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Sprint Says It Will Vigorously Oppose AT&T Buy of T-Mobile

The Question is Why?

There are a myriad of reasons why AT&T’s (NYSE:T) proposed acquisition of T-Mobile USA is considered to be anti-competitive and a negative for many smaller wireless operators as well as consumers. But for the life of me, I can’t see why Sprint (NYSE:S) is so upset—from what I see, Sprint might actually be one of a very small number of beneficiaries if the deal goes through (with the obvious exception of Deutsche Telekom).

Sprint issued a press release on Monday formally announcing that it intends to fight the transaction, in Congress, with the FCC and with the DOJ. In the release, Vonya McCann, senior vp, Government Affairs, said, "Sprint urges the United States government to block this anti-competitive acquisition. This transaction will harm consumers and harm competition at a time when this country can least afford it. As the first national carrier to roll out 4G services and handsets and the carrier that brought simple unlimited pricing to the marketplace, Sprint stands ready to compete in a truly dynamic marketplace. So on behalf of our customers, our industry and our country, Sprint will fight this attempt by AT&T to undo the progress of the past 25 years and create a new Ma Bell duopoly."

I don’t disagree with the opposition to a less competitive industry, but let’s face it, we’re already there. Verizon Wireless (NYSE:VZ) and AT&T have been increasingly dominant for the past several years. Sprint has done an admirable job of turning around its performance in the face of two dominant carriers, but T-Mobile has struggled. Merging with AT&T isn't going to make T-Mobile any stronger, in the near-term anyway, but it will make it more like AT&T in the long-run.

It's important to note that both Sprint and T-Mobile have seen the bulk of their growth over the past year or more in the prepaid segment. Prepaid subscriber growth has been higher than the postpaid market dominated by Verizon and AT&T for a number of reasons, including the fact that the credit-worthy postpaid market is already saturated and also the onset of the recession in 2008, which forced more consumers onto prepaid plans.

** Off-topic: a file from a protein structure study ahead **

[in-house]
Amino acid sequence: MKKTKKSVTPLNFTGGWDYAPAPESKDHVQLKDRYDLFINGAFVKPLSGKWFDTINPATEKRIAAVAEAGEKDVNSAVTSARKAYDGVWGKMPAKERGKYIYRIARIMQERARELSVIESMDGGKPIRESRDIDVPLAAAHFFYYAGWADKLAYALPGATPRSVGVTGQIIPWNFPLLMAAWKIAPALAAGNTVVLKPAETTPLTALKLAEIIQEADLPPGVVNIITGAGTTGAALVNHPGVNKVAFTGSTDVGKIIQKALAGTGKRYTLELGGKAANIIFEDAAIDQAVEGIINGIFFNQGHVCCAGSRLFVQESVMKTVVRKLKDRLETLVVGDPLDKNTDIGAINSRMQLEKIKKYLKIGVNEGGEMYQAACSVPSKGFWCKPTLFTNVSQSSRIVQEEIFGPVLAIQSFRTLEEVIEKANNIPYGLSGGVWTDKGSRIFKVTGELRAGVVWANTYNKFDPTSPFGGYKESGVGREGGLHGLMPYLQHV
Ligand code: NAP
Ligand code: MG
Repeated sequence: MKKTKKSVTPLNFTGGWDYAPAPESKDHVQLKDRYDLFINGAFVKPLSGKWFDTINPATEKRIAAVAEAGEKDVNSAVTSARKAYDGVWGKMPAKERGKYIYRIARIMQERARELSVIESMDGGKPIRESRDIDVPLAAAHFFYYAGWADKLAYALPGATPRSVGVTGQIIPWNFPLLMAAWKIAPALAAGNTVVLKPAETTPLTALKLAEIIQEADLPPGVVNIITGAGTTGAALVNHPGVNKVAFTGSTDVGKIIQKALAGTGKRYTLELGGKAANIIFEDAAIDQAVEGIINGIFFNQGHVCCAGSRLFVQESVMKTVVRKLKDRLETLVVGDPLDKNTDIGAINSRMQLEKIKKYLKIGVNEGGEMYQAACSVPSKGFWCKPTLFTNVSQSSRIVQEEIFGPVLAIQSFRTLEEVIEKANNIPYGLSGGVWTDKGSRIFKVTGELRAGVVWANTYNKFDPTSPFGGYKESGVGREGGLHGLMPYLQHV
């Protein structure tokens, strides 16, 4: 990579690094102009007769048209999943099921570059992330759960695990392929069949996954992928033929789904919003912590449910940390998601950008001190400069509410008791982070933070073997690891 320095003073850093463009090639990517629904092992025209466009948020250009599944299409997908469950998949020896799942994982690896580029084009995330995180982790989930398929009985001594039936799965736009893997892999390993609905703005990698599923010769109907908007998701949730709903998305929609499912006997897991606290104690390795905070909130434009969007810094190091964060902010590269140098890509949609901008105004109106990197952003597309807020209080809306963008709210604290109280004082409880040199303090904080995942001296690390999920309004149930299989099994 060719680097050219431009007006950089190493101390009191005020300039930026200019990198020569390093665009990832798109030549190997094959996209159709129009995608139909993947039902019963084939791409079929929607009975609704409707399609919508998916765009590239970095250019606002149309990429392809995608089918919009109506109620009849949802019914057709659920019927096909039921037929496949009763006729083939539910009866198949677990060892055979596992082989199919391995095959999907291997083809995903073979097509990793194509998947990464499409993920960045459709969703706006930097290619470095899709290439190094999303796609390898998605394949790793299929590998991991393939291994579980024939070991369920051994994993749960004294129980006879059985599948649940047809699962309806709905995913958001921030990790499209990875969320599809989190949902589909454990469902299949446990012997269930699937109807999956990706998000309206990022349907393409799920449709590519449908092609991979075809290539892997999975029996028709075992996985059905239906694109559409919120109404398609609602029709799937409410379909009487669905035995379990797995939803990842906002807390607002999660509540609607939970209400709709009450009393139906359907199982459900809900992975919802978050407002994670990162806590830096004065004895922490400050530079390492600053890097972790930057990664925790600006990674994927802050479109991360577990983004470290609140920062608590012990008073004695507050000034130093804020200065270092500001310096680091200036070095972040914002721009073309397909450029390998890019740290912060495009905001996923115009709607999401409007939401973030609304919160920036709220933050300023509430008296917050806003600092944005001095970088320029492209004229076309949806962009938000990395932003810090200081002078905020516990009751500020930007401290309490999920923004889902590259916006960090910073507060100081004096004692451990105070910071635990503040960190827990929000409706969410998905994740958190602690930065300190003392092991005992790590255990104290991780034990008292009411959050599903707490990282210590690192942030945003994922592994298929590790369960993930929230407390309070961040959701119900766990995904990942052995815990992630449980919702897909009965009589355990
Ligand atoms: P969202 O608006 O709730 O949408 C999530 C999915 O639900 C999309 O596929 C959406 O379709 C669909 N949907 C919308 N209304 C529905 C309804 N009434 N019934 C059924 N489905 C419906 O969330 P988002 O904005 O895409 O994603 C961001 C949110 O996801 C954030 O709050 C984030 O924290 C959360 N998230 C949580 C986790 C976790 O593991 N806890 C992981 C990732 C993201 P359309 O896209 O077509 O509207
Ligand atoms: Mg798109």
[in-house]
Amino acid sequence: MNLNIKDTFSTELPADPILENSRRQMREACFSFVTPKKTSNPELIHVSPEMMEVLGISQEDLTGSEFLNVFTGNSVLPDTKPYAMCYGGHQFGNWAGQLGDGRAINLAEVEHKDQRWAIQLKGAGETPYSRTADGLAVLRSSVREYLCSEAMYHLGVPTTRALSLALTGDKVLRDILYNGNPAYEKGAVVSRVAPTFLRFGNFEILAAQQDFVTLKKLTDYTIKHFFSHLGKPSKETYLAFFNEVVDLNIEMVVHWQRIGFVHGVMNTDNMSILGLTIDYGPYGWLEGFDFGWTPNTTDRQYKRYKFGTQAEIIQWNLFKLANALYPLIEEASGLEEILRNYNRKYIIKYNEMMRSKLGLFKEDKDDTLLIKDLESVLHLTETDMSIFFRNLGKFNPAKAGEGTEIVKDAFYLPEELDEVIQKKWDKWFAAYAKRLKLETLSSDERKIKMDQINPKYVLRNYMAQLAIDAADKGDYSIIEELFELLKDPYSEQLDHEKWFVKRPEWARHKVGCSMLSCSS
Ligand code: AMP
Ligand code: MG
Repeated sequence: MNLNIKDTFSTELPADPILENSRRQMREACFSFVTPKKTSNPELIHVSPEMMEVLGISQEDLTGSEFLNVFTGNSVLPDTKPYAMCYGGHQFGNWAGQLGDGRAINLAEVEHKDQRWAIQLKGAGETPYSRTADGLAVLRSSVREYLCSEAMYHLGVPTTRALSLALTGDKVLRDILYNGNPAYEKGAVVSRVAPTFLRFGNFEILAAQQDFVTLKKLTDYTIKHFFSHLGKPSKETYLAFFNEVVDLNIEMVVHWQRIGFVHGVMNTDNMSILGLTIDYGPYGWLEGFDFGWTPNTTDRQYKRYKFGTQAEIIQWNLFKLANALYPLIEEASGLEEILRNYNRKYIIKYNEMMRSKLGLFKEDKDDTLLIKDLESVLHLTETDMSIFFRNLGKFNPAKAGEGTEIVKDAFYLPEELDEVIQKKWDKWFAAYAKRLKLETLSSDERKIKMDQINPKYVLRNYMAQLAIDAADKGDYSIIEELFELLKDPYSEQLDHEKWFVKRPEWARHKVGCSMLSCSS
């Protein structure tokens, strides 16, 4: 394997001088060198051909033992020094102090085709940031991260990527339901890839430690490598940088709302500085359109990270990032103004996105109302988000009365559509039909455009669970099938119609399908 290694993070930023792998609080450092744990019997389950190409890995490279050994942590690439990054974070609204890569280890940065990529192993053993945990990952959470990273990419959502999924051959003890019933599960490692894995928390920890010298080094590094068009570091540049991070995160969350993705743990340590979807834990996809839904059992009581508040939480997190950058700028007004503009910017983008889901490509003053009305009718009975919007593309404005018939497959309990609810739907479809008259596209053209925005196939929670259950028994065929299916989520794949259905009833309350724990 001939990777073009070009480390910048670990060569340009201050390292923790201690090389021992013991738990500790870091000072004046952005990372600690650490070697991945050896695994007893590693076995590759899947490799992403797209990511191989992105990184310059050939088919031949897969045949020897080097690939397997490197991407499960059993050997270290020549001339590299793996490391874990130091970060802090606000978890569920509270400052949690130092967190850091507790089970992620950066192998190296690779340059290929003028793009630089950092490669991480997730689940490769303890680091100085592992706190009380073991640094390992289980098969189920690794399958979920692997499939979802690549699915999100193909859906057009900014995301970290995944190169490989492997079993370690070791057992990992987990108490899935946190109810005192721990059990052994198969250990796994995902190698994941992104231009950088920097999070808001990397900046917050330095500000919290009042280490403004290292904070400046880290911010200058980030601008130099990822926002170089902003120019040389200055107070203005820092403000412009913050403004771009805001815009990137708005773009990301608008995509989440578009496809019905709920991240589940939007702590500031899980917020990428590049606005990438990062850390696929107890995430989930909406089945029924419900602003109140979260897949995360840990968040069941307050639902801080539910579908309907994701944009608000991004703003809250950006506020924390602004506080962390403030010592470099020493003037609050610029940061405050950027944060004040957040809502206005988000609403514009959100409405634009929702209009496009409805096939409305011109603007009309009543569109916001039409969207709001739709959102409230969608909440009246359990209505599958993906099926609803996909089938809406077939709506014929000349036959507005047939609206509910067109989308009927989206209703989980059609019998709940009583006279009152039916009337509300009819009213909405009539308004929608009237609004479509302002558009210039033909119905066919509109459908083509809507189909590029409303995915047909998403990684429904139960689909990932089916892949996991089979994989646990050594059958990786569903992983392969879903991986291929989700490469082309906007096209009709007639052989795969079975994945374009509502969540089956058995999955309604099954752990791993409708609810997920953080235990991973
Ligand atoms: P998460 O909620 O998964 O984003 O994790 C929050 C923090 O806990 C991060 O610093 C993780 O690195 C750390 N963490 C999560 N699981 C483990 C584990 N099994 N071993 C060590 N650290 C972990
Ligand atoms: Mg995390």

In 4Q10, Sprint added an impressive 1.4m new prepaid CDMA subscribers. Because it also lost more than 700k iDEN prepaid subscribers, its net growth in prepaid subs for the quarter was 646k—nearly 60% of its total net adds for the quarter. T-Mobile added nearly 300k prepaid subscribers in the period, driven largely by wholesale net adds, but lost 23k subscribers overall; it lost more than 300k postpaid subscribers.

My point is that assuming AT&T folds T-Mobile in and transitions its subscribers to its own (more expensive) price plans, Sprint will have an opportunity as the largest, strongest carrier with more of a focus on budget or credit-challenged consumers. MetroPCS (NYSE:PCS) and Leap (Nasdaq:LEAP) also stand to get some of the overflow, but if I were Dan Hesse, I’d consider this an opportunity to become the number one, nationwide provider of lower cost (or as he would say, higher value) services. 

And while those prepaid subscribers may not be as profitable as postpaid subs, growth is growth. AT&T will be focused on integrating T-Mobile and trying to figure out how to catch up with Verizon in terms of LTE deployment.  Sprint needs to do that too, its Clearwire/WiMAX network isn’t going to cut it in the long run.  But net adds each quarter is what the carriers need to show in order to keep Wall Street happy, and T-Mobile didn’t achieve that last quarter, nor is it likely to this quarter. 

The AT&T/T-Mobile deal is about spectrum, first and foremost.  A lot of carriers will be opposing this deal in Washington as the review process unfolds, for a lot of good reasons, but I don’t agree that Sprint needs to be one of them.

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